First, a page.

Well-written code (small classes, small methods, clear separation of responsibilities) has no need of Hungarian notation. What makes code readable is its approximation of natural language - Hungarian notation degrades that.

The second and bigger one is, the example you give is flawed. If you hose to turn your ICommand interface to a base class, then renaming isn't going to be the issue (as it can all be done by Resharper or equivalent in a few seconds at most). The problem is that many classes implementing your ICommand interface could now be very broken due to C# not supporting MI - so anything that has a base class already isn't going to work... and now you have a massive architectural nightmare.

Java has "extends" and "implements" which communicates very well on what the class inherits. C# doesn't have that, instead it uses the convention that if you inherit from more than one thing, the first must be a class and there can only be one class.

I think we have a mixture between:
- C# does not support multiple inheritance
- java's syntax is more explicit than C#'s
- The programmers need a language closed to the domain, (DSL),
the hungarian notation stays in the way.
- What we want is compiler-checked DuckTyping

I really want to learn Eiffel, to see if it delivers the answers, so shiny presented in
EiffelSoftware's presentations:
- multiple inheritance
- very close to Domain Language

The Humble Dialog Box

It looks like Michael Feathers "Humble Dialog Box" will make it into Martin Fowlers Patterns of Enterprise Application Architecture, 2nd. At least appears at "further development", here.

Here (and here) is a TDD sample for .Net, from Jeremy D. Miller.

Monday, September 12, 2005

a Set of Unit Testing Rules

From Michael Feathers weblog:

A test is not a unit test if:

  • It talks to the database
  • It communicates across the network
  • It touches the file system
  • It can't run at the same time as any of your other unit tests
  • You have to do special things to your environment (such as editing config files) to run it.

  • True, but communication to DB, over network, must also be Unit-Testable.
    Probably a categorization fast/slow, partial/full, should also be done.

    Michael answer to these points:

    > Sometimes, your unit test must do some of these things:
    > 1. You test a class who's function is to interact with a
    > db, write/read a file, or write/read the Windows
    > Registry.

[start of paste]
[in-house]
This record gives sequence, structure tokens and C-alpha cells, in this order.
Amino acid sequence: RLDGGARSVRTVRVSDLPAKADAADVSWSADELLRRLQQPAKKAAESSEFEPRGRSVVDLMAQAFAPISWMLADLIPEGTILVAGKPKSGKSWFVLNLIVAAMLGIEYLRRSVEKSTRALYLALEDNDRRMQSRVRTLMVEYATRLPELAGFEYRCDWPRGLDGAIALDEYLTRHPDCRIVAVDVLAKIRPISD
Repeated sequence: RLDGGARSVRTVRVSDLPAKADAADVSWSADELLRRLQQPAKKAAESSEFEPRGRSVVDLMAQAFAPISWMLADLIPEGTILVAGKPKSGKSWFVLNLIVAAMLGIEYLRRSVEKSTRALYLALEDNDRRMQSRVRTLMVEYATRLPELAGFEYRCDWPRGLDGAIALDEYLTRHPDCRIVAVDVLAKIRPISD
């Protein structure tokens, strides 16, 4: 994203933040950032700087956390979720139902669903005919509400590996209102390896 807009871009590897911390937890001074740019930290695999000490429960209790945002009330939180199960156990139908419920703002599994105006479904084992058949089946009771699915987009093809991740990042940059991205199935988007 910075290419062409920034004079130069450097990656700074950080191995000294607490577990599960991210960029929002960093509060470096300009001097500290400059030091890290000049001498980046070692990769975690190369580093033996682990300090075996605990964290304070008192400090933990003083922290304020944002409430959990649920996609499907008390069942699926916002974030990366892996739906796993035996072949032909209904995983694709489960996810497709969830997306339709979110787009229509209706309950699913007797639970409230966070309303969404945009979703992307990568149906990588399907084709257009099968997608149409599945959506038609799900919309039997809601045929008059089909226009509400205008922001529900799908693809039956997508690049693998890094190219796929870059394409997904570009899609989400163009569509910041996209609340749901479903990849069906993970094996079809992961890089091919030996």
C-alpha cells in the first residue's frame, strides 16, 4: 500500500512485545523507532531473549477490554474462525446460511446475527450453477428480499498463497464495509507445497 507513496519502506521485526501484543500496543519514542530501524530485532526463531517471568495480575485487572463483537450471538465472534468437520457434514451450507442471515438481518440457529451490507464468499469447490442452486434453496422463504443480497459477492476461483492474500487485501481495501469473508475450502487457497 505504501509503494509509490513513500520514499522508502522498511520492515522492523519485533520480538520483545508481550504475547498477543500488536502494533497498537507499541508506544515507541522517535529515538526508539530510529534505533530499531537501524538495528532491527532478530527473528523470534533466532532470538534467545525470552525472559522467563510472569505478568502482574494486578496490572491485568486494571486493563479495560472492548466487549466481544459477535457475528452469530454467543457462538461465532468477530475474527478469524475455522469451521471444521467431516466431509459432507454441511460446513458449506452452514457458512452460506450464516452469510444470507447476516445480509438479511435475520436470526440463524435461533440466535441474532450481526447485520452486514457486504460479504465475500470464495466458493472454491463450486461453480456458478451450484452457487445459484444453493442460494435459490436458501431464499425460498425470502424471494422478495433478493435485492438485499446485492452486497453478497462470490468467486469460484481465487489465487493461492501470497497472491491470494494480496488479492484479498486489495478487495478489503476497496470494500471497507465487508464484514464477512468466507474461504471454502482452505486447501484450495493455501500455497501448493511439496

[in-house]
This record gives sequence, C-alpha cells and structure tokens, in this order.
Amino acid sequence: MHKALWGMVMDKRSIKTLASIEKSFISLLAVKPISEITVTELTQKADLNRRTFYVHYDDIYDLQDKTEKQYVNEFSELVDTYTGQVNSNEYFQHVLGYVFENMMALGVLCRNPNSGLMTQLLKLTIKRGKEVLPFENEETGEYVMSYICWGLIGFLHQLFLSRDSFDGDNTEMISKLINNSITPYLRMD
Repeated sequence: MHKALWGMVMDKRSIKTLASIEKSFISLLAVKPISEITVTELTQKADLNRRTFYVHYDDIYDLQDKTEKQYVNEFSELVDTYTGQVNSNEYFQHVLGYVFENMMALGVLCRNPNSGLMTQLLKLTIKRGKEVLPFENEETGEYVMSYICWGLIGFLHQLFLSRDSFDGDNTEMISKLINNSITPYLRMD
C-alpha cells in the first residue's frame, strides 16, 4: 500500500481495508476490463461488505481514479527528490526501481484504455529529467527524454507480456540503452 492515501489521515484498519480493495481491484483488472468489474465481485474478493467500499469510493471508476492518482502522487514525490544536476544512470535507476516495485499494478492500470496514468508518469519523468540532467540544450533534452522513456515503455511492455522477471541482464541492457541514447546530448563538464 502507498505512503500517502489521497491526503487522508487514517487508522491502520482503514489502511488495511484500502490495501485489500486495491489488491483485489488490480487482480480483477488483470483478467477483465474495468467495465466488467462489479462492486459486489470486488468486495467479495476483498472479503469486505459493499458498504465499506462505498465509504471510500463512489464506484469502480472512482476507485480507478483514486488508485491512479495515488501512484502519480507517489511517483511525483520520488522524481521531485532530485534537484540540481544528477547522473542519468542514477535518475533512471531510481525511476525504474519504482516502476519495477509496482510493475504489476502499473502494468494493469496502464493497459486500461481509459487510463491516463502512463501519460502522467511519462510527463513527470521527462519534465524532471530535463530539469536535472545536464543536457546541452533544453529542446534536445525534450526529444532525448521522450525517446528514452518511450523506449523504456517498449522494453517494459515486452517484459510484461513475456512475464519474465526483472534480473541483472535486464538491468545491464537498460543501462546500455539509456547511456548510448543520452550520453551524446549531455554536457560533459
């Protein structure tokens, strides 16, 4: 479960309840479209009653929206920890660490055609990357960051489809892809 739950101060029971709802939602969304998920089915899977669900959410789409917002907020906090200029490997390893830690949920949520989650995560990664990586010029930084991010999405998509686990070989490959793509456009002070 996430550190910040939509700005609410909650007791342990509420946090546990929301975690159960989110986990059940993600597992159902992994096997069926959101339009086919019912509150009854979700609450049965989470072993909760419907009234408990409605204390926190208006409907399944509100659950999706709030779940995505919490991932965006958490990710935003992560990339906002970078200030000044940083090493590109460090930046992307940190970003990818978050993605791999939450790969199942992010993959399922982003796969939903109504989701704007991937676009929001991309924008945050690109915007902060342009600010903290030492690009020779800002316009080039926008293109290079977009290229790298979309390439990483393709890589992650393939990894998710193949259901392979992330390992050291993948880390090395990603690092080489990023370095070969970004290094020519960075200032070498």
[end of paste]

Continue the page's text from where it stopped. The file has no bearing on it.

I'm pig headed, I write them but I don't call them UTs when I'm with a team. Say that we are working test first and we discover we need to save things in the registry. To me it's best to think about what we need more abstractly, we just need a place to store things and chances are it doesn't need to be hierarchical in the beginning. So we can develop that abstraction (which probably looks as simple as a map) and it's guaranteed to be easier to use than the Windows registry.

    If we go that route, we make an implementation of that abstraction that works in memory for testing and one that translates its calls to the Windows registry calls.

    > 2. You develop a client; to make sure it works, it
    > must interact with a server. At my work, for
    > example, our client must exchange timestamped, signed, XML
    > messages with a server. The test will not be complete
    > without server interaction. Actually, you simply
    > cannot test this without a server.
    > You want to say these are not unit tests? I'll argue that
    > the tests can't be any simpler.

    I agree that they are necessary, but I really like to see what can be done to strip logic away from I/O for the UTs. Other tests can handle the collaboration and the tests that actually touch the database or the the server, they have tests too, but there are in some netherworld in my view. In general, I don't think there should be many of them.

    I think that the main point is that we should use abstractions, "interfaces" in our program. It doesn't matter where the SmartObject.IsFunky gets his information, as long as he can answer the question "IsFunky". And this point of view should be seen in the UnitTests as well.

    Friday, September 02, 2005

    A new programming language every year

    After Smalltalk, Eiffel.

    cream on vim

    Cream is a free and easy-to-use configuration of the powerful and famous Vim text editor
    for both Microsoft Windows and GNU/Linux.

    Xml Alternatives

    for configurations files, or any situation, where a human is at one end of the communication line.

    Personal preference:
    JSON, PLists, Yaml.